Impaired Driving

Impaired driving, which means driving while your ability is affected by alcohol or drugs, is a crime under the Criminal Code of Canada. If convicted, you can lose your licence, be fined, or spend time in jail.

Drugs and Driving

Any drug that changes your mood, or the way you see and feel, will affect the way you drive. This is not only true for illegal drugs, but also for some prescription and over-the-counter drugs that may impair your driving ability. Drug impaired driving carries the same criminal charges and provincial sanctions as alcohol impaired driving.

Alcohol and Driving

Drinking and driving is a deadly combination. One drink can reduce your ability to concentrate and react to things that happen suddenly while you are driving. The more alcohol in your blood, the more difficulty you have judging distances and reacting to sudden hazards on the road. To make matters worse, your vision may be blurred.

Consequences of Drinking and Driving

Consequences for impaired driving are serious and can result in a criminal offence under the Criminal Code of Canada:

  • Licence suspension
  • Vehicle impoundment
  • Monetary fines and penalties
  • Mandatory education or treatment program
  • Requirement to install an ignition interlock device in your vehicle
  • Jail time
  • Criminal record

Roadside Licence Suspension

Fully-licenced drivers will face immediate roadside licence suspension for:

  • Refusing a breath test;
  • Registering a blood alcohol concentration (BAC) of 0.05 or more (50 milligrams of alcohol in every 100 millilitres of blood).

Drivers who register a blood alcohol concentration from 0.05 to 0.08 from (known as the “warn range”) lose their licence at roadside for 3, 7 or 30 days. Consequences also get tougher for repeat occurrences.

Novice drivers in the Graduated Licensing System (GLS) must maintain a zero BAC while driving or face an immediate suspension at roadside, a 30 day licence suspension and a fine upon conviction.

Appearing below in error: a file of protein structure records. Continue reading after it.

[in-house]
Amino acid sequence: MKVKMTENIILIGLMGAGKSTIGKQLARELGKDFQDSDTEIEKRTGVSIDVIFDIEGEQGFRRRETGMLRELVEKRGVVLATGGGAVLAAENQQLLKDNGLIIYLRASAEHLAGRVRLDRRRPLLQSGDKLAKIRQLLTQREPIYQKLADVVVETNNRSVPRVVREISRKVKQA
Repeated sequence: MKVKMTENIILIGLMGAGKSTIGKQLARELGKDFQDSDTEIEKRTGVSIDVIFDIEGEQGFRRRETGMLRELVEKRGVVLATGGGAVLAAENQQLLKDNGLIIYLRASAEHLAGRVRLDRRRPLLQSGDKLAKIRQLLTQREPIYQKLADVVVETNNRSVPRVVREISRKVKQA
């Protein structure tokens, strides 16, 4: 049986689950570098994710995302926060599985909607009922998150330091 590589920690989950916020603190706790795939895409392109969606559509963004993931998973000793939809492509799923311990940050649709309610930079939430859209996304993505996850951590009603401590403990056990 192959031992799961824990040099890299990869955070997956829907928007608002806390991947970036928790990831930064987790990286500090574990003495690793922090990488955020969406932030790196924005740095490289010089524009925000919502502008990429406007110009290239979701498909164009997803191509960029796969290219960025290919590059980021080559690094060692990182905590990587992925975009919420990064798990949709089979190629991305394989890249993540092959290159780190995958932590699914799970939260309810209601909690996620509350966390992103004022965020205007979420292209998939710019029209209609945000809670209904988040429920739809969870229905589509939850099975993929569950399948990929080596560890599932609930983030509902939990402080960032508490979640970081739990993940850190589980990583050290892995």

Detection of Drug Impairment

Police officers trained and certified as Drug Recognitions Evaluators (DREs) can detect drug impaired drivers. DREs evaluate a drivers behaviour for impairment and can request a blood, urine or oral fluid sample for testing.

At roadside: driver can have their licence suspended from 3 to 30 days and a $198 penalty

After a DRE’s evaluation: driver licence suspension for 90 days, vehicle impoundment for 7 days and a $198 penalty

 

Costs of Impaired Driving

Beyond the possibility of severe injury or death, there are other costs associated with driving impaired. Below is an example of costs to a first time convicted impaired driver:

Criminal Code Fine – $1000

Remedial Measures Program – $578

Licence Reinstatement Fee – $150

Increase in Insurance Costs – variable

Ignition Interlock – $1,350

Court Costs – $2,000 – $10,000

Driving-related Criminal Code convictions remain on a driver’s record for at least 10 years.

(Costs based on content from http://www.arrivealive.org/)

Tips to remember

  • If you are planning on drinking, plan not to drive.
  • Ask your doctor about side effects if you use prescription medication or get allergy shots.
  • Read the information on the package of any over-the-counter medicine, including allergy and cold remedies.
  • Drugs and alcohol together can combine to impair your driving even more.
  • Fatigue and stress will also affect your ability to drive.

Related Lesson Plans

Grade 9 to 12: Drinking or Driving?
Grade 9 to 12: Driving while under the influence